initialize an accumulator to zero: C = 0
loop N times
draw two independent uniformly distributed random numbers x,y in range of [-1,+1].
if ((x^2 + y^2) < = 1) C++;
end loop

printf "%f tends to pi as %d tends to infinity", 4*C/N, N







edit on 10-12-2013 by mbkennel because: (no reason given)



posted on Dec, 10 2013 @ 04:24 PM
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reply to post by mbkennel
 


Im going to try this that is an interesting deal, I am a welder usually working with pipe I always have the ability to take something I can touch and measure it for myself I never delved much into trying to re invent the wheel but hey Ill try it once and see what I come up with thank you for sharing that



posted on Dec, 10 2013 @ 04:26 PM
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Ross 54
Thanks to all who replied. I wasn't thinking of a solution that used the diameter of the circle divided by 2, since that is, by definition, the radius. I wasn't thinking of a using a random chord to find the radius, either, nor the pie slice (polygonal) method.

It is possible, without reference to the radius, diameter or circumference of a circle, to determine its area. One measurement is made, and then a simple multiplication, and the product of this is then multiplied by Pi to get the area of the circle. Clue: This should be gotten in ten minutes, as measured by the clock.
edit on 10-12-2013 by Ross 54 because: improved paragraph structure


This sounds like making an inscribed hexagon and measuring its area with triangle based methods such as Heron's formula, and multiplying by the correction factor.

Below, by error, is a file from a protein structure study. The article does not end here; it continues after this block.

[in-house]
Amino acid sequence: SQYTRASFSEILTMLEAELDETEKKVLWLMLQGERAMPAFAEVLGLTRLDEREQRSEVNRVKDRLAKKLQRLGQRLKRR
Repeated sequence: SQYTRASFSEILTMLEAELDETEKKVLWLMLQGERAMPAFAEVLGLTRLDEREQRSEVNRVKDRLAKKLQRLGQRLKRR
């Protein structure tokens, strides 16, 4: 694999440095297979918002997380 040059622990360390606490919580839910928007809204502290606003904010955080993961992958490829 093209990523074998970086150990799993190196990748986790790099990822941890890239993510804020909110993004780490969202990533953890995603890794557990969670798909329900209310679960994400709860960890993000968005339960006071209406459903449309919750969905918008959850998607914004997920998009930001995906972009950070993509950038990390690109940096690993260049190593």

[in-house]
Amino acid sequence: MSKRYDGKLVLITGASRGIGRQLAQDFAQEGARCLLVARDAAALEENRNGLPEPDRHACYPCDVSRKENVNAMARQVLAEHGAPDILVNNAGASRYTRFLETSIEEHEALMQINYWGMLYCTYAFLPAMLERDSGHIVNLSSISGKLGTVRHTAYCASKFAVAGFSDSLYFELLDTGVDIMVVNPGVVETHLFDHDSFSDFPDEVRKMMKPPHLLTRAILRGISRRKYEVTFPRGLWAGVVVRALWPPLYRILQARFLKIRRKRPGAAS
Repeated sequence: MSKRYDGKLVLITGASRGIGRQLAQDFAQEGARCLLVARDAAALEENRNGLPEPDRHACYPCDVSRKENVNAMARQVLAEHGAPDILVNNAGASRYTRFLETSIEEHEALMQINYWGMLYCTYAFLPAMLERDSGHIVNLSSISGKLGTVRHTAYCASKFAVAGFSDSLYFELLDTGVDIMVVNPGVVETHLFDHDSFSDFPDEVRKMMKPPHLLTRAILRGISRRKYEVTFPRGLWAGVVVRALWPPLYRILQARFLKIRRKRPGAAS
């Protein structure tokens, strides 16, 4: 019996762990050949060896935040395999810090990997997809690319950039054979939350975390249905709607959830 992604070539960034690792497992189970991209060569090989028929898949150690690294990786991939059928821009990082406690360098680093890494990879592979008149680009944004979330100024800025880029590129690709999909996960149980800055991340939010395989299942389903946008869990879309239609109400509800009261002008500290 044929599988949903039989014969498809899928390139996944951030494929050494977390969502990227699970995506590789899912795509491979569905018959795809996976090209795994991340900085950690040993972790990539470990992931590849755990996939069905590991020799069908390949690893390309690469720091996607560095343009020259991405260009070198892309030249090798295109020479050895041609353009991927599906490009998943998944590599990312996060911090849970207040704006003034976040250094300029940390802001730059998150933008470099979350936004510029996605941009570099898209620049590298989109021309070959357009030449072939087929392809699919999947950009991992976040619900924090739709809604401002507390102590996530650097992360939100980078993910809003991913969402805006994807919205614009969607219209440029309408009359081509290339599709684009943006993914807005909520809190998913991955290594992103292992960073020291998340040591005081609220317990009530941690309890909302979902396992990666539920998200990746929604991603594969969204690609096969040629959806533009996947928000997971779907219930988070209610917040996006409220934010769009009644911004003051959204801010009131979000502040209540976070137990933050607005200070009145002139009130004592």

posted on Dec, 10 2013 @ 04:50 PM
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A=π×(d÷2)sqared?



posted on Dec, 10 2013 @ 09:06 PM
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Some intriguing thoughts on the matter have been shared, but so far, no one has suggested the simple solution I had in mind. The basis of that solution is something that many, if not most houses have in plain sight, within their interiors. As soon as it seems that everyone who is interested has had a chance at this puzzle, I will reveal the answer I was seeking, provided that no one hits upon it before then.



posted on Dec, 10 2013 @ 09:25 PM
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What if we drop our circle into a bucket of water and measure the displaced water?



posted on Dec, 10 2013 @ 09:46 PM
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I'm not really sure but it appears you are hinting at modular arithmetic or clock mathematics. If so I am not sure how you use this to solve for area of a circle. I said before that it is possible to basically turn your circle into a polygon, I just don't remember exactly how that worked to calculate the area the more you evenly slice up the circle the closer your going to be to the area in which this method requires not a circumference nor pi. If it is clock arithmetic I'm interested in hearing how this works

so then you are using modulus 11 (if you are using 10) or you are using a different modulus in increments of 10 parts from 12 divided by Pi? or something to this effect? so essentially you are trying to gain the remainder to describe the amount of time or area inside your circle?
edit on 10-12-2013 by Brotherman because: (no reason given)


so say every 10 minutes the clock moves 5inch
10M=5in there is 60inch on the face of the clock so equally 1Minute=1inch if this is known then it would be 60*pi?(assuming one increment moves at 5in in a 10min setting which is probably absurd but just for example) Am I getting close to what you are looking for
edit on 10-12-2013 by Brotherman because: (no reason given)

edit on 10-12-2013 by Brotherman because: (no reason given)